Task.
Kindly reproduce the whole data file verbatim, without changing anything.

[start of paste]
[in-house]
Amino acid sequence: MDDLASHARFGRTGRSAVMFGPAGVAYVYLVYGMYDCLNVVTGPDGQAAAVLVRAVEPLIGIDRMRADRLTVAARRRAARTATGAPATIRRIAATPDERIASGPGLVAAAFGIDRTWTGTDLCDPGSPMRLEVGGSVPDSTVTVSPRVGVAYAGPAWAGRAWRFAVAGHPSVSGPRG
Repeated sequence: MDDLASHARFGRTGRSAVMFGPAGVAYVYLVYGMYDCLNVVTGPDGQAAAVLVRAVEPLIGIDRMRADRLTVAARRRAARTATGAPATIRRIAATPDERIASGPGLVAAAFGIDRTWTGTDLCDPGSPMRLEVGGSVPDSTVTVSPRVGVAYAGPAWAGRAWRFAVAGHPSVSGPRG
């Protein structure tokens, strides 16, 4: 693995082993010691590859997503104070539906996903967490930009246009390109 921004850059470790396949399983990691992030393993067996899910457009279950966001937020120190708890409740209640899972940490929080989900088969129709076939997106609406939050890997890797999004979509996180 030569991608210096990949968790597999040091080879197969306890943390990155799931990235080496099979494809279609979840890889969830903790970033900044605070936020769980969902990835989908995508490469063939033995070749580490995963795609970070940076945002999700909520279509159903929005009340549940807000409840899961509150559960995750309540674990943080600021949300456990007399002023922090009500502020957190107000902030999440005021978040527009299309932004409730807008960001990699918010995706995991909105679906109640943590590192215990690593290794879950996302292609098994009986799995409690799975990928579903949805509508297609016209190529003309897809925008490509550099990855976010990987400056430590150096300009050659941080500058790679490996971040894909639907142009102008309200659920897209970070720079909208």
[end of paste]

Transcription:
[in-house]
Amino acid sequence: MDDLASHARFGRTGRSAVMFGPAGVAYVYLVYGMYDCLNVVTGPDGQAAAVLVRAVEPLIGIDRMRADRLTVAARRRAARTATGAPATIRRIAATPDERIASGPGLVAAAFGIDRTWTGTDLCDPGSPMRLEVGGSVPDSTVTVSPRVGVAYAGPAWAGRAWRFAVAGHPSVSGPRG
Repeated sequence: MDDLASHARFGRTGRSAVMFGPAGVAYVYLVYGMYDCLNVVTGPDGQAAAVLVRAVEPLIGIDRMRADRLTVAARRRAARTATGAPATIRRIAATPDERIASGPGLVAAAFGIDRTWTGTDLCDPGSPMRLEVGGSVPDSTVTVSPRVGVAYAGPAWAGRAWRFAVAGHPSVSGPRG
């Protein structure tokens, strides 16, 4: 693995082993010691590859997503104070539906996903967490930009246009390109 921004850059470790396949399983990691992030393993067996899910457009279950966001937020120190708890409740209640899972940490929080989900088969129709076939997106609406939050890997890797999004979509996180 030569991608210096990949968790597999040091080879197969306890943390990155799931990235080496099979494809279609979840890889969830903790970033900044605070936020769980969902990835989908995508490469063939033995070749580490995963795609970070940076945002999700909520279509159903929005009340549940807000409840899961509150559960995750309540674990943080600021949300456990007399002023922090009500502020957190107000902030999440005021978040527009299309932004409730807008960001990699918010995706995991909105679906109640943590590192215990690593290794879950996302292609098994009986799995409690799975990928579903949805509508297609016209190529003309897809925008490509550099990855976010990987400056430590150096300009050659941080500058790679490996971040894909639907142009102008309200659920897209970070720079909208």